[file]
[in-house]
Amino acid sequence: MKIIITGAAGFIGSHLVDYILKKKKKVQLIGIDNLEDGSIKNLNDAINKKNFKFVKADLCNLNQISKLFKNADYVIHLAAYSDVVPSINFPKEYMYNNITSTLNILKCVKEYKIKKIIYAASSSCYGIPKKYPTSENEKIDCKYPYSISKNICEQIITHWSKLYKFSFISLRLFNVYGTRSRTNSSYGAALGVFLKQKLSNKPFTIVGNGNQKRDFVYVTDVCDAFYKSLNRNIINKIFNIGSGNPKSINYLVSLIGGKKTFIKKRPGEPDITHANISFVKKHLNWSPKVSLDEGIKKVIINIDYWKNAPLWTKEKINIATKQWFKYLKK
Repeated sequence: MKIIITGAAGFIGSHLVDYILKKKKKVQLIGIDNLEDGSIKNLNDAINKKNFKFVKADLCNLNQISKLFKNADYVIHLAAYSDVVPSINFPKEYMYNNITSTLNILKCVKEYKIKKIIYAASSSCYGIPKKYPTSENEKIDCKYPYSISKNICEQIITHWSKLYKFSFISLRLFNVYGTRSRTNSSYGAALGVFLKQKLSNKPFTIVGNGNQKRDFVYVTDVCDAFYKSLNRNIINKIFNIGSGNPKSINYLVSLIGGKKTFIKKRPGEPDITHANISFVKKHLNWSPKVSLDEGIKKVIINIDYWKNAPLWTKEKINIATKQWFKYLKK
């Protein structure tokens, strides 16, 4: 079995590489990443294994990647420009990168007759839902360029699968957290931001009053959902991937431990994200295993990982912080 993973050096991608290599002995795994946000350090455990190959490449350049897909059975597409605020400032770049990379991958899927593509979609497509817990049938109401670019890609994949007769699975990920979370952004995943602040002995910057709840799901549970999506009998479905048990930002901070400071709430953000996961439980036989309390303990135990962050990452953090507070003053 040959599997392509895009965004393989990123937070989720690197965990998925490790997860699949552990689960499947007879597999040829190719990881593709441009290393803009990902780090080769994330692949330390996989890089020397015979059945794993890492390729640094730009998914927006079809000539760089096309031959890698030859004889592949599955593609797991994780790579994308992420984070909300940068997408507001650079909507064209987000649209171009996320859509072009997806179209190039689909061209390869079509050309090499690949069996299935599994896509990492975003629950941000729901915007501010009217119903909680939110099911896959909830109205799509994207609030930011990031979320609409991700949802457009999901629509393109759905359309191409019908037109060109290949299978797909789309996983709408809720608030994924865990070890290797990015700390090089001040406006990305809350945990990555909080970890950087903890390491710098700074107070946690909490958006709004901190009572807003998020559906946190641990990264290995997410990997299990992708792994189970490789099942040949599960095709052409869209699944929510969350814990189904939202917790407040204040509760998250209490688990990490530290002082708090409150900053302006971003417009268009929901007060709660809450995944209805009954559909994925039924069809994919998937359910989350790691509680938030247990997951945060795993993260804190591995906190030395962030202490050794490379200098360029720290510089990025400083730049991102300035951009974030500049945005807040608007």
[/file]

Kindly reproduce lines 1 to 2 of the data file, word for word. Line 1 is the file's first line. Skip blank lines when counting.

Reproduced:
[in-house]
Amino acid sequence: MKIIITGAAGFIGSHLVDYILKKKKKVQLIGIDNLEDGSIKNLNDAINKKNFKFVKADLCNLNQISKLFKNADYVIHLAAYSDVVPSINFPKEYMYNNITSTLNILKCVKEYKIKKIIYAASSSCYGIPKKYPTSENEKIDCKYPYSISKNICEQIITHWSKLYKFSFISLRLFNVYGTRSRTNSSYGAALGVFLKQKLSNKPFTIVGNGNQKRDFVYVTDVCDAFYKSLNRNIINKIFNIGSGNPKSINYLVSLIGGKKTFIKKRPGEPDITHANISFVKKHLNWSPKVSLDEGIKKVIINIDYWKNAPLWTKEKINIATKQWFKYLKK